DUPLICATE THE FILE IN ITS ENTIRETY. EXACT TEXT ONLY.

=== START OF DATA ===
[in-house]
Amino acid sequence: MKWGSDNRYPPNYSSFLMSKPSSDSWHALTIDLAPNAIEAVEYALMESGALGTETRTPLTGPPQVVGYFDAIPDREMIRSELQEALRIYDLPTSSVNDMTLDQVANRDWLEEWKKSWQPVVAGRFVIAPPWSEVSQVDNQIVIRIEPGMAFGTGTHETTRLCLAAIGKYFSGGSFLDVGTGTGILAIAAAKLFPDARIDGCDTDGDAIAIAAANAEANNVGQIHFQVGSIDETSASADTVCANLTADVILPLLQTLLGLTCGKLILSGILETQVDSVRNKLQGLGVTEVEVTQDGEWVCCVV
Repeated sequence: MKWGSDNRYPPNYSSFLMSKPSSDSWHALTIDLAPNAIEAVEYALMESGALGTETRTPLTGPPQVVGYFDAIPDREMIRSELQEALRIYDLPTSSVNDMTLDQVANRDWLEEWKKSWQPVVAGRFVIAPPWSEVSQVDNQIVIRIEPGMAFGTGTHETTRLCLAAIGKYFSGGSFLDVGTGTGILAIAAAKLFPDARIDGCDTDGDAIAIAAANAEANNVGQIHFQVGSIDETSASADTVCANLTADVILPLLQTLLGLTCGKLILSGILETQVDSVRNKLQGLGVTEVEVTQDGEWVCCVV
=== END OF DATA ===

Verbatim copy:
[in-house]
Amino acid sequence: MKWGSDNRYPPNYSSFLMSKPSSDSWHALTIDLAPNAIEAVEYALMESGALGTETRTPLTGPPQVVGYFDAIPDREMIRSELQEALRIYDLPTSSVNDMTLDQVANRDWLEEWKKSWQPVVAGRFVIAPPWSEVSQVDNQIVIRIEPGMAFGTGTHETTRLCLAAIGKYFSGGSFLDVGTGTGILAIAAAKLFPDARIDGCDTDGDAIAIAAANAEANNVGQIHFQVGSIDETSASADTVCANLTADVILPLLQTLLGLTCGKLILSGILETQVDSVRNKLQGLGVTEVEVTQDGEWVCCVV
Repeated sequence: MKWGSDNRYPPNYSSFLMSKPSSDSWHALTIDLAPNAIEAVEYALMESGALGTETRTPLTGPPQVVGYFDAIPDREMIRSELQEALRIYDLPTSSVNDMTLDQVANRDWLEEWKKSWQPVVAGRFVIAPPWSEVSQVDNQIVIRIEPGMAFGTGTHETTRLCLAAIGKYFSGGSFLDVGTGTGILAIAAAKLFPDARIDGCDTDGDAIAIAAANAEANNVGQIHFQVGSIDETSASADTVCANLTADVILPLLQTLLGLTCGKLILSGILETQVDSVRNKLQGLGVTEVEVTQDGEWVCCVV